Faith is a virtue

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Definition of faith and virtue

A virtue, as defined by the Random House Dictionary, is a particular moral excellence, or a good or admirable quality or property.

The meaning of faith, from the same dictionary, can be defined as a trust or belief in something that is not proven. Out of all the definitions of "faith" that exist, the only definition that atheists tend to object to is:

Often, theists will conflate these multiple definitions interchangeably, sometimes, mid-conversation. It's important to maintain focus on the above definition, as the pertinent one. The problem with the concept of "virtue", as defined, is that it's very subjective. Depending on the definitions, an argument could be made either way as to the virtue of faith.

Theistic Argument for the Virtue of Faith

Using faith in the terms of a belief that does not rest on logical proof or material evidence.

A virtue is a character trait valued as being good. Faith may not fall under the four western cardinal virtues of prudence, temperance, fortitude, and justice, but is still seen as good to Christians based on the following passages:

"Without faith, it is impossible to please God" (Hebrews 11:6)

"Jesus said to him, 'Because you have seen me, you have believed. Blessed are those who have not seen, and have believed.'" (John 20:29)

"Now abide, faith, hope, love, these three, but the greatest of these is Love." (I Corinthians 13:13)

"For we are living a life of faith, and not one of sight." (2 Corinthians 5:7)

Aquinas believed that (living) faith is a virtue:

"The will can not strive after God in perfect love unless the intellect have true faith toward him."

It is by human virtue that human acts are rendered good; hence, any habit that is always the principle of a good act, may be called a human virtue. Such a habit is living faith. For since to believe is an act of the intellect assenting to the truth at the command of the will, two things are required that this act may be perfect: one of which is that the intellect should infallibly tend to its object, which is the true; while the other is that the will should be infallibly directed to the last end, on account of which it assents to the true: and both of these are to be found in the act of living faith. For it belongs to the very essence of faith that the intellect should ever tend to the true, since nothing false can be the object of faith, as proved above (1, 3): while the effect of charity, which is the form of faith, is that the soul ever has its will directed to a good end. Therefore living faith is a virtue.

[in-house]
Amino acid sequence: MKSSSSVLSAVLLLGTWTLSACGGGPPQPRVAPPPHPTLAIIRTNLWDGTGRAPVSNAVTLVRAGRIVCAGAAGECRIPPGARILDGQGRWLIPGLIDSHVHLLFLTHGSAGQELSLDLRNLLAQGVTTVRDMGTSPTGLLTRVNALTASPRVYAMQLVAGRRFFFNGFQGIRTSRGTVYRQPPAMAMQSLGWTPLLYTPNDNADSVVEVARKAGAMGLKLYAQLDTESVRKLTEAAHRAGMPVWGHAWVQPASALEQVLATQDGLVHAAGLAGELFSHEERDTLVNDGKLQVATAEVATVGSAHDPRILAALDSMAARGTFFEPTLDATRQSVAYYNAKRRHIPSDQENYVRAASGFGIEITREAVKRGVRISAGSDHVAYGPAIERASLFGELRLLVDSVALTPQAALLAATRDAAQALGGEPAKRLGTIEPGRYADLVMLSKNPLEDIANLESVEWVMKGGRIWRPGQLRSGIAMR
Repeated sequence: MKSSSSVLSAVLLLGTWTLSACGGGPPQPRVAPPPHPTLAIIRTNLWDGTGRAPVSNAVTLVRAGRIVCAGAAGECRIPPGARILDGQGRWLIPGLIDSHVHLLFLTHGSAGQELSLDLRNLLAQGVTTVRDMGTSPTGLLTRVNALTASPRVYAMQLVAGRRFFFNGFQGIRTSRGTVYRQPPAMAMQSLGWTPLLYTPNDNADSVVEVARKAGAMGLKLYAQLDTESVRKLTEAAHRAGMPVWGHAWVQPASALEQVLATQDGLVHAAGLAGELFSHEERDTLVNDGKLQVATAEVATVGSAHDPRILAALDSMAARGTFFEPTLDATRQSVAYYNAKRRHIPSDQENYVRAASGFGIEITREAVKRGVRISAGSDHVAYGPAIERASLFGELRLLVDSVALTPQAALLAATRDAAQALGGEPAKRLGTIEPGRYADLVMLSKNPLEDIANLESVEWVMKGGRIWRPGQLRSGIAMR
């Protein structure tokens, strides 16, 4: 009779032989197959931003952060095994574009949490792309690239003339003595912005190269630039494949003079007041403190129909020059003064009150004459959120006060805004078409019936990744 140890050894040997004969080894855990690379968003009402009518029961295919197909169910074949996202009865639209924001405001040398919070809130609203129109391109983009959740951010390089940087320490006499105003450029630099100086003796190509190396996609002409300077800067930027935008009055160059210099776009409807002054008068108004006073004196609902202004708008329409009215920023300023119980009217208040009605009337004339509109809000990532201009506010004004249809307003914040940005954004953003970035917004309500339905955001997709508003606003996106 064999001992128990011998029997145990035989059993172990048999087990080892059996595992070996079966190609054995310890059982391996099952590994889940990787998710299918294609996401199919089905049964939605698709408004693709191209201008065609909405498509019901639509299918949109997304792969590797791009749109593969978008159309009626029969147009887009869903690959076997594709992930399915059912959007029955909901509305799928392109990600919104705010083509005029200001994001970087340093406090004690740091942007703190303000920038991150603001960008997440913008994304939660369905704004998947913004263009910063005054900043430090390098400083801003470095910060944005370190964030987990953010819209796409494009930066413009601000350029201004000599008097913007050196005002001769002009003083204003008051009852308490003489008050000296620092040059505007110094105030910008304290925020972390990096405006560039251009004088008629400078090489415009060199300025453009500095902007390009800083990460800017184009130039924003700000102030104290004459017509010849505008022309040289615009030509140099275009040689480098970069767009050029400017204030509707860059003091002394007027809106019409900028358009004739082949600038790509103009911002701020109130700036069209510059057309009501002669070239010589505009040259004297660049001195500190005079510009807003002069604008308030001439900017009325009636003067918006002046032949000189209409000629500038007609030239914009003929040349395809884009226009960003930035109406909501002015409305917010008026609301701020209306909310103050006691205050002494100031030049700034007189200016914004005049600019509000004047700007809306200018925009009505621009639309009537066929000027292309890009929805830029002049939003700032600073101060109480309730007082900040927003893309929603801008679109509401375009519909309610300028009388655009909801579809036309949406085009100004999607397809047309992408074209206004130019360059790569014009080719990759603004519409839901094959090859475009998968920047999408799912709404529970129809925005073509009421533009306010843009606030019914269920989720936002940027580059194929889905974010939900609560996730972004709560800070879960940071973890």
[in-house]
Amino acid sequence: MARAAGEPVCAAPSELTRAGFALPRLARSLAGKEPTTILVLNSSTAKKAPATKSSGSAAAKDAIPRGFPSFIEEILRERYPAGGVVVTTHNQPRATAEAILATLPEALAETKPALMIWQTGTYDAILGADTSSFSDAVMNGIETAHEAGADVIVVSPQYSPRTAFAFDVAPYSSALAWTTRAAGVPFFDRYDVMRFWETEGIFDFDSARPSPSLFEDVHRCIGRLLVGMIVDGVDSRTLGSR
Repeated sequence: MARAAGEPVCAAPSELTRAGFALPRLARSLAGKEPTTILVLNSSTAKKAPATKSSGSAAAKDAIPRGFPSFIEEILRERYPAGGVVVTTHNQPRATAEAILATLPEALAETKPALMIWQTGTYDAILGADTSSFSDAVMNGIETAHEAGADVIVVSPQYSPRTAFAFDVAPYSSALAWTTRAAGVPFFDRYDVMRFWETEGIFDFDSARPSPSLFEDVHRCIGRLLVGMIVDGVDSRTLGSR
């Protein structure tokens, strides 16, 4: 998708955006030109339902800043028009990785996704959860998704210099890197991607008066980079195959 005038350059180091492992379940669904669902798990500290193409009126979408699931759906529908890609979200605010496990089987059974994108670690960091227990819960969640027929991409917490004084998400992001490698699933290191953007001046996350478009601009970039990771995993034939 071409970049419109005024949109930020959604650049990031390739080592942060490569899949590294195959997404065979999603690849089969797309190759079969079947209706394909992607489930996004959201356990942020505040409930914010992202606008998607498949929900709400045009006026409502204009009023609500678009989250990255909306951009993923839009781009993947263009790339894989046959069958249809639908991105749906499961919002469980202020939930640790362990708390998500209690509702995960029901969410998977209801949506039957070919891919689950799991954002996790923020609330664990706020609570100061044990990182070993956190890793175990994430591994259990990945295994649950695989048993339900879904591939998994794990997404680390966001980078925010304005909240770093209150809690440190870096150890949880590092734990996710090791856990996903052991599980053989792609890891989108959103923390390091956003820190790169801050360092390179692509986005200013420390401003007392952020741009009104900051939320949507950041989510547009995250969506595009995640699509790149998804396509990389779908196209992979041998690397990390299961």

"The faith of which we are speaking is based on the Divine Truth, which is infallible, and consequently its object cannot be anything false; so that faith of this kind can be a virtue."

Non-Theistic Argument against the Virtue of Faith

Virtue is established by what results in real, true beliefs. For instance, there's no virtue in believing something if there's no good reason to. It's nearly impossible to make rational and accurate decisions if the beliefs one holds are in error. Exercising skepticism, while discarding faith, can drastically increase how well tuned into reality one is. Accepting things on faith effectively halts investigation, retards progress in learning about how the universe works, and leads people to take actions that an otherwise rational person wouldn't. The [Salem Witch Trials], for instance, occurred because a group of people simply accepted accusations of witchcraft as true, instead of skeptically and critically examining the accusations to ensure they actually were true.

Faith has nothing to do with being a good person, being charitable, or being intellectual. The argument for the virtue of faith commits the errors originally pointed out, in that the meaning of faith and virtue are twisted and spun to have multiple loaded meanings, instead of the clearly defined scope of meanings already defined.

To say that faith is a virtue is like saying that error, fallacy, and inhibited critical thinking is a virtue.

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